The Navy’s worldwide reputation could be seriously damaged by becoming a taxi service for migrants across the Channel, a former Royal Navy commander has told MPs.
Tom Sharpe, who served for 26 years in the Navy, said images of Royal Navy ships bringing migrants into Dover under white ensign flags would cause widespread “reputational damage” to the service.
He warned there was a “real danger” that putting the military in charge of combatting the surge in migrants could encourage more to cross the Channel as there was no agreement to return them to France and it was “inconceivable” the Navy could legally or safely “push back” their dinghies.
“If you fill the Channel with ships, you could make this problem worse because you are making the crossing safer and more attractive,” he told MPs on the Defence Select Committee.
“That’s exactly what happened in the Mediterranean where boats were put to sea with 12.1 miles of petrol and the phone number of the nearest navy ship. When they ran out of fuel, they rang and were taken to safety.”
Asked by former defence minister Mark Francois if this meant the Navy would become a more effective taxi service than the Border Force, Mr Sharpe said: “There’s a reputational impact to this. There’s no question the Navy comms team will be dealing with exactly that.
“For those to whom the arrival in Dover of Navy ships full of migrants and the White Ensign on the back is reputational damage to the Royal Navy, that needs to be considered as part of this.”
The comments came as the Home Office confirmed 183 migrants reached the UK across the Channel on Tuesday, bringing the total number of arrivals this month to 1,302 – over five times the 223 people who made the crossing in January 2021. Ministers have been warned 65,000 could cross the Channel this year.
Military sources have made clear that the Navy is planning to focus on escorting migrants to shore for processing in new migrant hubs and has abandoned plans to push back small boats – a tactic urged by Priti Patel, the Home Secretary.
Admiral Sir Tony Radakin, chief of the defence staff, has said he believes the plan will ensure “no one gets to the UK on their own terms.”
Call to set up ‘hi-tech surveillance’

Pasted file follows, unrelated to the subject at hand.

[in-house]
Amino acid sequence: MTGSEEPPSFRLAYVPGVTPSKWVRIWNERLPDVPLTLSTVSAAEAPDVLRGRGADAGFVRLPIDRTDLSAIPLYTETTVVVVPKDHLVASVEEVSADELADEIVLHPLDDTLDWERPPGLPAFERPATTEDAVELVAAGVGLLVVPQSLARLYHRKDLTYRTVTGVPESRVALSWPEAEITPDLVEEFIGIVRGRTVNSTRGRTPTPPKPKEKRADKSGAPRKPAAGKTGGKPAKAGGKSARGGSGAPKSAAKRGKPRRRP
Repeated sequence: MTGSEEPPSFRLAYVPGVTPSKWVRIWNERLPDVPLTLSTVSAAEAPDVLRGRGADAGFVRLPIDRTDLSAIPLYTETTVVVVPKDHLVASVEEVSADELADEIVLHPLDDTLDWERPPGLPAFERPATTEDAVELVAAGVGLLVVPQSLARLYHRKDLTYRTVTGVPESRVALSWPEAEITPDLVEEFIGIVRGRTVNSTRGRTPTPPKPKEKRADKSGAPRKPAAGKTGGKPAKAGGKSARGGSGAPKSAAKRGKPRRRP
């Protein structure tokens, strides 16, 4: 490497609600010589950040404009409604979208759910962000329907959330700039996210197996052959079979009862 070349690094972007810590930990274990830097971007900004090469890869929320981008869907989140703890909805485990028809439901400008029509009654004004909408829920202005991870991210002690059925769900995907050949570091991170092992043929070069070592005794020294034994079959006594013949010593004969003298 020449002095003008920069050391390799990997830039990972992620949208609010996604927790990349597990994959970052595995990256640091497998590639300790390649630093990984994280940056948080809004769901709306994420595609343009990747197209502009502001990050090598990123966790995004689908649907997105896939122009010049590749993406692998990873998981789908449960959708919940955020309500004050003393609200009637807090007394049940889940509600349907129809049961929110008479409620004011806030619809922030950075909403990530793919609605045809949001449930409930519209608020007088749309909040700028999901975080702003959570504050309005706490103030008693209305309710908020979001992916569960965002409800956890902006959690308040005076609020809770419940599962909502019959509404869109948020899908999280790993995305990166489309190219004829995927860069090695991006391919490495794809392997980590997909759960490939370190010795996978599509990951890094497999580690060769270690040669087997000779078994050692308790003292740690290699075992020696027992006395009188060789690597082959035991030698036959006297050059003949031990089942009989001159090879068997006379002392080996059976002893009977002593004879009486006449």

Mr Sharpe suggested this could be achieved by setting up a hi-tech surveillance system of 10 sensors between Hastings and Ramsgate that, at a cost of just £3 million, would be able to detect any dinghy, through its integrated radar, thermal imaging, optical cameras and cell phone interception.
With that in place “you’re not playing whac-a-mole any more, to use that expression, which is what I think is happening now”, he said, suggesting using such technology could help with efficiently allocating UK vessels if crossings were under way.
Those that could reach the UK under their own power would then be allowed to do so and be tracked before being picked up on landing. “In my view, that’s a better solution in terms of avoiding becoming a taxi service. It stops the idea of flooding the Channel with ships that might make the problem worse,” he said.
He warned that Ms Patel’s “pushback” plans at sea were illegal and unsafe. “I would be happy if the expression pushback was never used again. I cannot conceive of a situation where you are physically turning these ships back which is either legal or more importantly safe,” he said.
“Turning them around, the practicalities of that and legal implications to me are inconceivable that that is a sensible option.”
MPs were also warned that the Navy had “no spare capacity” and would have to divert ships, surveillance equipment and other resources from other tasks to fulfil its commitment to policing the Channel.